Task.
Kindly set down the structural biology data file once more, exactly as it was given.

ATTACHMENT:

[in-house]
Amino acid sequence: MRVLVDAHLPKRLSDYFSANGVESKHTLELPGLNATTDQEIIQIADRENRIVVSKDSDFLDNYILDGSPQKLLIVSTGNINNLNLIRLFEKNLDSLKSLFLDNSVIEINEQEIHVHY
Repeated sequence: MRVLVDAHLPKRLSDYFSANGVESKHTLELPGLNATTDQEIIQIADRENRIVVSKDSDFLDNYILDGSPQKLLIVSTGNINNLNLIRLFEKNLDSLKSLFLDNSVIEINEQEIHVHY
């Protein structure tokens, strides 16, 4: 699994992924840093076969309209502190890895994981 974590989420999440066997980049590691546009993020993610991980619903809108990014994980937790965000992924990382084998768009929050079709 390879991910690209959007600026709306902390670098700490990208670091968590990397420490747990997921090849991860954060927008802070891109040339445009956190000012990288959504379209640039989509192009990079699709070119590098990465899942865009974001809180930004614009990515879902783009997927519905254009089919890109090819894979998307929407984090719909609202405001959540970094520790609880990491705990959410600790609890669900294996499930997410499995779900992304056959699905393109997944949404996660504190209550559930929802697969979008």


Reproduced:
[in-house]
Amino acid sequence: MRVLVDAHLPKRLSDYFSANGVESKHTLELPGLNATTDQEIIQIADRENRIVVSKDSDFLDNYILDGSPQKLLIVSTGNINNLNLIRLFEKNLDSLKSLFLDNSVIEINEQEIHVHY
Repeated sequence: MRVLVDAHLPKRLSDYFSANGVESKHTLELPGLNATTDQEIIQIADRENRIVVSKDSDFLDNYILDGSPQKLLIVSTGNINNLNLIRLFEKNLDSLKSLFLDNSVIEINEQEIHVHY
């Protein structure tokens, strides 16, 4: 699994992924840093076969309209502190890895994981 974590989420999440066997980049590691546009993020993610991980619903809108990014994980937790965000992924990382084998768009929050079709 390879991910690209959007600026709306902390670098700490990208670091968590990397420490747990997921090849991860954060927008802070891109040339445009956190000012990288959504379209640039989509192009990079699709070119590098990465899942865009974001809180930004614009990515879902783009997927519905254009089919890109090819894979998307929407984090719909609202405001959540970094520790609880990491705990959410600790609890669900294996499930997410499995779900992304056959699905393109997944949404996660504190209550559930929802697969979008």